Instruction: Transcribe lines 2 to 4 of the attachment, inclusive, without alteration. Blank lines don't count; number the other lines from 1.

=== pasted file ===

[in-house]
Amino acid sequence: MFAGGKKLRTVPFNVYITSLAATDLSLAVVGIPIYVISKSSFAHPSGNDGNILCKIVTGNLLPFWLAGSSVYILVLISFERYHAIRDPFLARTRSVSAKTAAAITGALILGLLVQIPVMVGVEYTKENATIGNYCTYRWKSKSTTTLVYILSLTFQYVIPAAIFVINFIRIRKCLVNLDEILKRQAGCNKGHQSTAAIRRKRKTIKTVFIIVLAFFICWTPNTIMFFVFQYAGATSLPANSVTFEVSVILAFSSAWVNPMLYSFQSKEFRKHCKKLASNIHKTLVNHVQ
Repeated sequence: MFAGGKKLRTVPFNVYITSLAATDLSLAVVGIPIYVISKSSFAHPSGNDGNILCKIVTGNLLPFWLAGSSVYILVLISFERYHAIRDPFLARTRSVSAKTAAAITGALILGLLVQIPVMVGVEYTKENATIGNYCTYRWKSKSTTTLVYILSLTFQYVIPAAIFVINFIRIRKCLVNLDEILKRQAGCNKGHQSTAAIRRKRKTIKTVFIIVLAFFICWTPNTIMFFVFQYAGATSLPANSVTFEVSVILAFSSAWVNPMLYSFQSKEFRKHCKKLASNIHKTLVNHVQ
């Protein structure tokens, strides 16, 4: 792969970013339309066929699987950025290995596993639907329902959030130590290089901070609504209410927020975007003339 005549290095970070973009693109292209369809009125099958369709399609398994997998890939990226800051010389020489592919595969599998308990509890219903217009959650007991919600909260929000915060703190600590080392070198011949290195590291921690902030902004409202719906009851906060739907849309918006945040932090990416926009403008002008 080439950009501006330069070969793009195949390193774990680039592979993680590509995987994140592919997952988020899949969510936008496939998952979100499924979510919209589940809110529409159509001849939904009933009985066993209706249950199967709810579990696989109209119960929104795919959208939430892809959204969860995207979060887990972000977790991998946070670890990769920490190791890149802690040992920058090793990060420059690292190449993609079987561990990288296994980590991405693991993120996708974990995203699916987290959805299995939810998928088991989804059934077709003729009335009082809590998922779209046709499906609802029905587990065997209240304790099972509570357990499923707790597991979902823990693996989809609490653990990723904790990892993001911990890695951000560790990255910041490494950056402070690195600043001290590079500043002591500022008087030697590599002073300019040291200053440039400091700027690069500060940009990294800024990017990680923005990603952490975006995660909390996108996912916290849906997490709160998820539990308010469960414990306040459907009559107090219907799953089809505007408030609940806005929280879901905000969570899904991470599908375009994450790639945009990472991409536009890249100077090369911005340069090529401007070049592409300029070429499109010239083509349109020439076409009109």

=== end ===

Amino acid sequence: MFAGGKKLRTVPFNVYITSLAATDLSLAVVGIPIYVISKSSFAHPSGNDGNILCKIVTGNLLPFWLAGSSVYILVLISFERYHAIRDPFLARTRSVSAKTAAAITGALILGLLVQIPVMVGVEYTKENATIGNYCTYRWKSKSTTTLVYILSLTFQYVIPAAIFVINFIRIRKCLVNLDEILKRQAGCNKGHQSTAAIRRKRKTIKTVFIIVLAFFICWTPNTIMFFVFQYAGATSLPANSVTFEVSVILAFSSAWVNPMLYSFQSKEFRKHCKKLASNIHKTLVNHVQ
Repeated sequence: MFAGGKKLRTVPFNVYITSLAATDLSLAVVGIPIYVISKSSFAHPSGNDGNILCKIVTGNLLPFWLAGSSVYILVLISFERYHAIRDPFLARTRSVSAKTAAAITGALILGLLVQIPVMVGVEYTKENATIGNYCTYRWKSKSTTTLVYILSLTFQYVIPAAIFVINFIRIRKCLVNLDEILKRQAGCNKGHQSTAAIRRKRKTIKTVFIIVLAFFICWTPNTIMFFVFQYAGATSLPANSVTFEVSVILAFSSAWVNPMLYSFQSKEFRKHCKKLASNIHKTLVNHVQ
């Protein structure tokens, strides 16, 4: 792969970013339309066929699987950025290995596993639907329902959030130590290089901070609504209410927020975007003339 005549290095970070973009693109292209369809009125099958369709399609398994997998890939990226800051010389020489592919595969599998308990509890219903217009959650007991919600909260929000915060703190600590080392070198011949290195590291921690902030902004409202719906009851906060739907849309918006945040932090990416926009403008002008 080439950009501006330069070969793009195949390193774990680039592979993680590509995987994140592919997952988020899949969510936008496939998952979100499924979510919209589940809110529409159509001849939904009933009985066993209706249950199967709810579990696989109209119960929104795919959208939430892809959204969860995207979060887990972000977790991998946070670890990769920490190791890149802690040992920058090793990060420059690292190449993609079987561990990288296994980590991405693991993120996708974990995203699916987290959805299995939810998928088991989804059934077709003729009335009082809590998922779209046709499906609802029905587990065997209240304790099972509570357990499923707790597991979902823990693996989809609490653990990723904790990892993001911990890695951000560790990255910041490494950056402070690195600043001290590079500043002591500022008087030697590599002073300019040291200053440039400091700027690069500060940009990294800024990017990680923005990603952490975006995660909390996108996912916290849906997490709160998820539990308010469960414990306040459907009559107090219907799953089809505007408030609940806005929280879901905000969570899904991470599908375009994450790639945009990472991409536009890249100077090369911005340069090529401007070049592409300029070429499109010239083509349109020439076409009109």